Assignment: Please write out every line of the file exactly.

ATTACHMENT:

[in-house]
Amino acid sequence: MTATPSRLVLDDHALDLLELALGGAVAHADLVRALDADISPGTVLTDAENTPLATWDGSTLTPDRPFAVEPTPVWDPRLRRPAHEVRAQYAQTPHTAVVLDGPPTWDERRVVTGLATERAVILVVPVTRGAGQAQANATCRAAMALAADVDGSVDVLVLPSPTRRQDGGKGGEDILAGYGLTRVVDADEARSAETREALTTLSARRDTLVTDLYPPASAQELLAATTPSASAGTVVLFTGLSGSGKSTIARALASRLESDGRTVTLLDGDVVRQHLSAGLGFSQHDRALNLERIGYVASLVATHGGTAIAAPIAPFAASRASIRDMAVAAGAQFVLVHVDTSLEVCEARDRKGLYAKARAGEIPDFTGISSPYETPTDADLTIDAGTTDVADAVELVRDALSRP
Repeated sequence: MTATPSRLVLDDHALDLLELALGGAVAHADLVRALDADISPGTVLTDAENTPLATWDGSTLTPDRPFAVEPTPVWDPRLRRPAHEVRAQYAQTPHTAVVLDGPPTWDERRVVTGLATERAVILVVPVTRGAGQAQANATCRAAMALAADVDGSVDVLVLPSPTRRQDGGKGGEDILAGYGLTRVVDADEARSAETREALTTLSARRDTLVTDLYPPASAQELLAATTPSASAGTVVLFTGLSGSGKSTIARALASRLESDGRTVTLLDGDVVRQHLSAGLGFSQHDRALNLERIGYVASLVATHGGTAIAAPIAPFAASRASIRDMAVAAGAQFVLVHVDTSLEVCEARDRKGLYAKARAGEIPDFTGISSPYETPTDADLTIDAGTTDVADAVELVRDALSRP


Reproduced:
[in-house]
Amino acid sequence: MTATPSRLVLDDHALDLLELALGGAVAHADLVRALDADISPGTVLTDAENTPLATWDGSTLTPDRPFAVEPTPVWDPRLRRPAHEVRAQYAQTPHTAVVLDGPPTWDERRVVTGLATERAVILVVPVTRGAGQAQANATCRAAMALAADVDGSVDVLVLPSPTRRQDGGKGGEDILAGYGLTRVVDADEARSAETREALTTLSARRDTLVTDLYPPASAQELLAATTPSASAGTVVLFTGLSGSGKSTIARALASRLESDGRTVTLLDGDVVRQHLSAGLGFSQHDRALNLERIGYVASLVATHGGTAIAAPIAPFAASRASIRDMAVAAGAQFVLVHVDTSLEVCEARDRKGLYAKARAGEIPDFTGISSPYETPTDADLTIDAGTTDVADAVELVRDALSRP
Repeated sequence: MTATPSRLVLDDHALDLLELALGGAVAHADLVRALDADISPGTVLTDAENTPLATWDGSTLTPDRPFAVEPTPVWDPRLRRPAHEVRAQYAQTPHTAVVLDGPPTWDERRVVTGLATERAVILVVPVTRGAGQAQANATCRAAMALAADVDGSVDVLVLPSPTRRQDGGKGGEDILAGYGLTRVVDADEARSAETREALTTLSARRDTLVTDLYPPASAQELLAATTPSASAGTVVLFTGLSGSGKSTIARALASRLESDGRTVTLLDGDVVRQHLSAGLGFSQHDRALNLERIGYVASLVATHGGTAIAAPIAPFAASRASIRDMAVAAGAQFVLVHVDTSLEVCEARDRKGLYAKARAGEIPDFTGISSPYETPTDADLTIDAGTTDVADAVELVRDALSRP